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From lycra-clad cycling enthusiasts to leisurely family bike rides, Britain’s streets have been rammed with cyclists during lockdown. According to Mintel, the roads could get even busier, as new research reveals a potential doubling in the number of British cyclists.

As of February 2020, a third (32%) of Brits cycled to some extent, but Mintel research reveals huge untapped cycling potential, as a third (32%) of adults who don’t currently cycle say they would consider doing so in future. Women and those under age 45 could well be jumping on their saddles as 59% of potential cyclists are women, while under 45s (55%) outnumber those aged 45 and over (45%).

Following an initial boost to bike sales as a result of the lockdown, consumer spending is likely to drop as the UK’s expected recession begins to bite. This year Brits are expected to spend £842 million on bikes. When the crisis begins to abate, Mintel forecasts this decline is likely to be followed by recovery and release of pent-up consumer demand through 2021/22. By 2023, Mintel estimates that value sales will exceed £1 billion.

Around 2.5 million bicycles were sold in the UK in 2019, at a value of £940 million, with the average bike priced at £381.

John Worthington, Senior Analyst at Mintel, said:

“The COVID-19 crisis and its economic impact have ushered in a period of unprecedented volatility in the cycling market. The crisis has provided a boost to demand in the immediate term, but bike sales are likely to fall later in 2020 as an anticipated deep recession bites. The likely repercussions of COVID-19 on cycling participation are complex. The UK lockdown is disrupting patterns of behaviour, which initially resulted in lower levels of weekday cycle commuting overall, but a boost to weekend leisure riding.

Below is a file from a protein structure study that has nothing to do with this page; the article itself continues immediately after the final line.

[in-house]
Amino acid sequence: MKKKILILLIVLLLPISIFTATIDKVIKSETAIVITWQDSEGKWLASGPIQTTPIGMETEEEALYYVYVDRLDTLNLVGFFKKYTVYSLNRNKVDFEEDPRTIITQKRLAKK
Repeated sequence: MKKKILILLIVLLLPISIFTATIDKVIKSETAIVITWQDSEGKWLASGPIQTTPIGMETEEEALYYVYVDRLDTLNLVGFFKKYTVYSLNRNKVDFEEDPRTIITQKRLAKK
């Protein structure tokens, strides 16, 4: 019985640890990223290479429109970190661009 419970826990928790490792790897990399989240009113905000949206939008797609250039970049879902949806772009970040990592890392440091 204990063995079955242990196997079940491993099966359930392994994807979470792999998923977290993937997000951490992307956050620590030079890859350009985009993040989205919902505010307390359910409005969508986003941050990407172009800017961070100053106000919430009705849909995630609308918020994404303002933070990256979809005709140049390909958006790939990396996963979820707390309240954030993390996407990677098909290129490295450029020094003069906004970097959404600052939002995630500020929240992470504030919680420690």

“As lockdown restrictions ease and Brits return to the workplace there is likely to be a shift from crowded public transport to crowded streets. The fact that at the beginning of the year a third of adults who didn’t currently cycle said they would consider doing so in the future suggests there is huge potential to double cycle participation rates.Once spending recovers from the impact of the recession, the long-term market potential is strong. Cycling is uniquely placed to benefit from growing health, wellness, and environmental trends – all of which may be boosted by the COVID-19 crisis – and a broader urban mobility revolution which includes e-bikes and e-scooters.”

E-bikes really take off

A little less challenging for tired legs, Mintel estimates that around 100,000 e-bikes were sold in the UK in 2019, up from an estimated 73,000 in 2018 – an increase of over 40% year-on-year. While impressive growth, the overall base is small, roughly 4% of all bike sales by volume.

As of February 2020, 17% of cyclists intended to purchase an e-bike in the next 12 months, up from 14% in January 2019. Meanwhile, 7% of cyclists today own an e-bike. Amongst the group of regular cyclists (those who cycle once a week or more), e-bike ownership has risen from 8% to 11% over the past 12 months.

John Worthington, Senior Analyst at Mintel, said:

“The e-bike market has been growing rapidly over the past two years and consumer interest is high. While accounting for a fraction of bike sales, the scale of potential growth for e-bikes is huge. In European countries with much higher rates of cycling participation than the UK, e-bikes are becoming as popular as standard bikes. However, while interest today is strong, e-bike sales could take longer to recover from the impact of the looming recession than standard bikes, as they’re significantly more expensive.”